The rest of it though…good lord, what a disaster. Horcoff and Jones have kind of posted similar numbers to last year, albeit in awfully small samples due to injury. Smyth’s numbers say he hasn’t performed as poorly as is widely believed, at least relative to last year. Then it just gets ugly. It’s easier to appreciate the scale of this if I do a comparison between the actual shot differential when given players are on the ice and what it would have been if they’d had the same SF/SA ratio as they had in the 2010-12 seasons.
Let me explain this table. Jordan Eberle has been on the ice for 311 SF at 5v5 this year. He’s been on the ice for 276 SA. 311-276=35. If the Oilers had taken 48% of the shots with Eberle on the ice, as they have for the past two years, they would be getting outshot 282-305 with him on the ice, which is a shot differential of -23. 35-(-23)=58. So, the Oilers have a shot differential that’s 58 shots better this year with Eberle on the ice than it would be if they were performing as they had between 2010-12 with him on the ice. Repeat for 18 other players.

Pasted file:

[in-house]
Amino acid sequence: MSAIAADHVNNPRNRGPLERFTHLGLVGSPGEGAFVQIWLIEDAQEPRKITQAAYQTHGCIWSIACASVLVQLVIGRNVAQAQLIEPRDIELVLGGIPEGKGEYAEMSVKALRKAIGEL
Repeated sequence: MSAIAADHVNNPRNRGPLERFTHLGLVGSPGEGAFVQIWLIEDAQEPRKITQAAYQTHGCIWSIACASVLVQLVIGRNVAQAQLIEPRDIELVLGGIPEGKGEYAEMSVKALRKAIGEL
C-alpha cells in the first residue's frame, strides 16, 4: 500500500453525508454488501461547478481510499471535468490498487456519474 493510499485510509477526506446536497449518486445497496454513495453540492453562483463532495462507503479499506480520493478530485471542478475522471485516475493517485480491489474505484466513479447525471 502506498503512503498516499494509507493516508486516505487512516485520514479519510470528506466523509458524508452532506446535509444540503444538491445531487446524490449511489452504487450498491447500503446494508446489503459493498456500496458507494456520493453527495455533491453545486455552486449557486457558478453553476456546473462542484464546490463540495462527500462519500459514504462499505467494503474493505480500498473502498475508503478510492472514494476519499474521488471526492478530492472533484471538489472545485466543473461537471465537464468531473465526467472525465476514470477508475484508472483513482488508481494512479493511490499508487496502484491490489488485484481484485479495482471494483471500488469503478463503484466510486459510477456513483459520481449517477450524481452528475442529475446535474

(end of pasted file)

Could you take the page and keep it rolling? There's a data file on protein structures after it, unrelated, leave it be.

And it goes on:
It is, I hope, pretty apparent where things are really going off the rails for the Oilers this year. Start with Smid and go down. The numbers for what is basically the second line (Hemsky, Gagner and MPS) and the fourth line (Petrell/Belanger/Eager/Smyth) are horrific. Even if we thought the fourth line guys were bad last year – and I did – they seem to have gotten dramatically worse for some reason. I’ve seen a lot of talk about Gagner on Lowetide’s site, how he cheats for offence but I think it does bear mentioning that he was once a guy who, while not great, didn’t get slaughtered at ES. This year, it’s Stalingrad out there.